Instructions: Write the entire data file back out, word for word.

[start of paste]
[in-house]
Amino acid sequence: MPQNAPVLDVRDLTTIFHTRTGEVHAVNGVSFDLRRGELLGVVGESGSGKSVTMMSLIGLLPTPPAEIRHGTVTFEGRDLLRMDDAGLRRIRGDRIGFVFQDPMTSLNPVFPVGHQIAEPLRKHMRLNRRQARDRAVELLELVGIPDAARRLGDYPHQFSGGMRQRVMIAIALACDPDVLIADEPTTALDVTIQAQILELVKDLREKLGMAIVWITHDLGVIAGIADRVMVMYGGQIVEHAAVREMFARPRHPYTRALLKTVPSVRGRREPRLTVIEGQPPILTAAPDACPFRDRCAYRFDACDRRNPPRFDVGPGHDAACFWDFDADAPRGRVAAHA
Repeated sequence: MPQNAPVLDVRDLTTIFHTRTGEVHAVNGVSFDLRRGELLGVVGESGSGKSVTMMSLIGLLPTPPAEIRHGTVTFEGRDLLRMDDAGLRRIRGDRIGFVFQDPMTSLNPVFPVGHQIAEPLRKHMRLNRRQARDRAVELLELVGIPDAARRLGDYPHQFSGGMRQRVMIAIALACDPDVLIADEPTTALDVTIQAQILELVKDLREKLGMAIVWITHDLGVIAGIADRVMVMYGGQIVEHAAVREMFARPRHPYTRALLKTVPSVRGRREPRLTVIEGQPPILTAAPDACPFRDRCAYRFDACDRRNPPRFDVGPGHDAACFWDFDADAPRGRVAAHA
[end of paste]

[in-house]
Amino acid sequence: MPQNAPVLDVRDLTTIFHTRTGEVHAVNGVSFDLRRGELLGVVGESGSGKSVTMMSLIGLLPTPPAEIRHGTVTFEGRDLLRMDDAGLRRIRGDRIGFVFQDPMTSLNPVFPVGHQIAEPLRKHMRLNRRQARDRAVELLELVGIPDAARRLGDYPHQFSGGMRQRVMIAIALACDPDVLIADEPTTALDVTIQAQILELVKDLREKLGMAIVWITHDLGVIAGIADRVMVMYGGQIVEHAAVREMFARPRHPYTRALLKTVPSVRGRREPRLTVIEGQPPILTAAPDACPFRDRCAYRFDACDRRNPPRFDVGPGHDAACFWDFDADAPRGRVAAHA
Repeated sequence: MPQNAPVLDVRDLTTIFHTRTGEVHAVNGVSFDLRRGELLGVVGESGSGKSVTMMSLIGLLPTPPAEIRHGTVTFEGRDLLRMDDAGLRRIRGDRIGFVFQDPMTSLNPVFPVGHQIAEPLRKHMRLNRRQARDRAVELLELVGIPDAARRLGDYPHQFSGGMRQRVMIAIALACDPDVLIADEPTTALDVTIQAQILELVKDLREKLGMAIVWITHDLGVIAGIADRVMVMYGGQIVEHAAVREMFARPRHPYTRALLKTVPSVRGRREPRLTVIEGQPPILTAAPDACPFRDRCAYRFDACDRRNPPRFDVGPGHDAACFWDFDADAPRGRVAAHA